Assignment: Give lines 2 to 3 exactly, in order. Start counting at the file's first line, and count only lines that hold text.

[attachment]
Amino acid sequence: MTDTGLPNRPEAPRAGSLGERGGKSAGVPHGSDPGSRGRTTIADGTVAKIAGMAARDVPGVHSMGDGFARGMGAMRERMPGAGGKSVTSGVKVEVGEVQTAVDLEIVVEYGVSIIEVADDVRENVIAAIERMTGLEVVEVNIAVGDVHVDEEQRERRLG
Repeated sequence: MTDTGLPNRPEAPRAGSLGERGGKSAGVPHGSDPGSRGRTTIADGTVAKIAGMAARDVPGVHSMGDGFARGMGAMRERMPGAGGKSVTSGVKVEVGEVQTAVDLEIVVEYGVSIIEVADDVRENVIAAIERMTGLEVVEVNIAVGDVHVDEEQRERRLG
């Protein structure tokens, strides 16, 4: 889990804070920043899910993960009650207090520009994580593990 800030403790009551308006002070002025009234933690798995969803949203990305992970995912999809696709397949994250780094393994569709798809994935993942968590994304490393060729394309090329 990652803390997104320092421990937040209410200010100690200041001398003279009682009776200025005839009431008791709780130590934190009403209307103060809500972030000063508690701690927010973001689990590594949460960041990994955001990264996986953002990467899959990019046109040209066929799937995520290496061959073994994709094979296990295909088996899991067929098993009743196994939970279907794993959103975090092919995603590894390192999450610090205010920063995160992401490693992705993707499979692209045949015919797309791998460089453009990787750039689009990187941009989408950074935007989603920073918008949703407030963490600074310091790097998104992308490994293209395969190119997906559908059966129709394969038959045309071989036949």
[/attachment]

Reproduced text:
Repeated sequence: MTDTGLPNRPEAPRAGSLGERGGKSAGVPHGSDPGSRGRTTIADGTVAKIAGMAARDVPGVHSMGDGFARGMGAMRERMPGAGGKSVTSGVKVEVGEVQTAVDLEIVVEYGVSIIEVADDVRENVIAAIERMTGLEVVEVNIAVGDVHVDEEQRERRLG
């Protein structure tokens, strides 16, 4: 889990804070920043899910993960009650207090520009994580593990 800030403790009551308006002070002025009234933690798995969803949203990305992970995912999809696709397949994250780094393994569709798809994935993942968590994304490393060729394309090329 990652803390997104320092421990937040209410200010100690200041001398003279009682009776200025005839009431008791709780130590934190009403209307103060809500972030000063508690701690927010973001689990590594949460960041990994955001990264996986953002990467899959990019046109040209066929799937995520290496061959073994994709094979296990295909088996899991067929098993009743196994939970279907794993959103975090092919995603590894390192999450610090205010920063995160992401490693992705993707499979692209045949015919797309791998460089453009990787750039689009990187941009989408950074935007989603920073918008949703407030963490600074310091790097998104992308490994293209395969190119997906559908059966129709394969038959045309071989036949």